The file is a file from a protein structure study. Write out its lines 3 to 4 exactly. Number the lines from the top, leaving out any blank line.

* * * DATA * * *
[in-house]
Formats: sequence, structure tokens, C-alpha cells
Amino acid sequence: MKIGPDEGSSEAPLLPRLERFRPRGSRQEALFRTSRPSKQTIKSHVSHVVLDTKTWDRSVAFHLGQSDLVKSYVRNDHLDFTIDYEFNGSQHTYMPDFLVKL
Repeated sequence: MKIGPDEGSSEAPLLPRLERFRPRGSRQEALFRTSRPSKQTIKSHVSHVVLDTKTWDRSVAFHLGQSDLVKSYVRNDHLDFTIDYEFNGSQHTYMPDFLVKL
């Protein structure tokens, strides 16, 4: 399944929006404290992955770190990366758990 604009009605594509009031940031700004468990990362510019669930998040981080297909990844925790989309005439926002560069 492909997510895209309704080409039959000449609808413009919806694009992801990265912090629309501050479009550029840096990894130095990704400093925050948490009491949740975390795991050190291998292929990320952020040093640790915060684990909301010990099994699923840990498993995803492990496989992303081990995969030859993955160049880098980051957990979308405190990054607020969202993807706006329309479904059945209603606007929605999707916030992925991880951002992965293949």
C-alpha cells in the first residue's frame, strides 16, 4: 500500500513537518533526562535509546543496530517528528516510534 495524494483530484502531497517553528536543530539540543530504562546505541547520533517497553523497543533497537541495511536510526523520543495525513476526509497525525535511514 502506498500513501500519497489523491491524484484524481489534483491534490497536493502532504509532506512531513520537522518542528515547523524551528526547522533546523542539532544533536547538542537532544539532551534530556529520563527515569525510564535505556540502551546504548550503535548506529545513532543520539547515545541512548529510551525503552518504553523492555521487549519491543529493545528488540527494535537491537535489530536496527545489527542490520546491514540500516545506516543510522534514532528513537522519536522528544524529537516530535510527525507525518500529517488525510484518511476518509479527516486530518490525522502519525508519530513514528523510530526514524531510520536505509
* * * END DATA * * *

Amino acid sequence: MKIGPDEGSSEAPLLPRLERFRPRGSRQEALFRTSRPSKQTIKSHVSHVVLDTKTWDRSVAFHLGQSDLVKSYVRNDHLDFTIDYEFNGSQHTYMPDFLVKL
Repeated sequence: MKIGPDEGSSEAPLLPRLERFRPRGSRQEALFRTSRPSKQTIKSHVSHVVLDTKTWDRSVAFHLGQSDLVKSYVRNDHLDFTIDYEFNGSQHTYMPDFLVKL